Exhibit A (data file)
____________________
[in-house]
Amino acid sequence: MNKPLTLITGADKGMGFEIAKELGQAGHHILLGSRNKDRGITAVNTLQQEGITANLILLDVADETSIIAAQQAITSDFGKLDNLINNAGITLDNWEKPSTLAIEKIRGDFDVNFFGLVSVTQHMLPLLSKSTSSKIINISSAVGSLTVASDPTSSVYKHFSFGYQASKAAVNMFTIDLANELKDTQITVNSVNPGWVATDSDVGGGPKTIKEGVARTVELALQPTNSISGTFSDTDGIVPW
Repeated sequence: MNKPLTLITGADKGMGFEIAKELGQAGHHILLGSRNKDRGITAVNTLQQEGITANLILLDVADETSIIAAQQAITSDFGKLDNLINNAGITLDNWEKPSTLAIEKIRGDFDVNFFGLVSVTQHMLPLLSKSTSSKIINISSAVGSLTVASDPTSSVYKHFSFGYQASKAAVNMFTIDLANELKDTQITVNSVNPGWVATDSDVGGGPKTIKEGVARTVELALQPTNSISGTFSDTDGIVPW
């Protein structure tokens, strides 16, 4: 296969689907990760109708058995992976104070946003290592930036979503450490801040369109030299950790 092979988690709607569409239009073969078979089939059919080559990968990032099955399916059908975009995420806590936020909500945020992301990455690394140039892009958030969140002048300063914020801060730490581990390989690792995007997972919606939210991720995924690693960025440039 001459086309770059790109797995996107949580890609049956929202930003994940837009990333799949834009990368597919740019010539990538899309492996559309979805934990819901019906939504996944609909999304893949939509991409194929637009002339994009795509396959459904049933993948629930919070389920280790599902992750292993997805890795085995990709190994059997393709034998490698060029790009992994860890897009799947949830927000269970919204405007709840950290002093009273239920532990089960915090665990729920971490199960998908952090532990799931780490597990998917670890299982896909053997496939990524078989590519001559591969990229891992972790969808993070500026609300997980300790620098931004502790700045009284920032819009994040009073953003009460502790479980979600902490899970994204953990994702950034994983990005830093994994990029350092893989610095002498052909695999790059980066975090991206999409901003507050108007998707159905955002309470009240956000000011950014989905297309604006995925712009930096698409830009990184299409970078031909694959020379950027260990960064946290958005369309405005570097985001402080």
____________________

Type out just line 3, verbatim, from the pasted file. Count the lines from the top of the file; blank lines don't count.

Repeated sequence: MNKPLTLITGADKGMGFEIAKELGQAGHHILLGSRNKDRGITAVNTLQQEGITANLILLDVADETSIIAAQQAITSDFGKLDNLINNAGITLDNWEKPSTLAIEKIRGDFDVNFFGLVSVTQHMLPLLSKSTSSKIINISSAVGSLTVASDPTSSVYKHFSFGYQASKAAVNMFTIDLANELKDTQITVNSVNPGWVATDSDVGGGPKTIKEGVARTVELALQPTNSISGTFSDTDGIVPW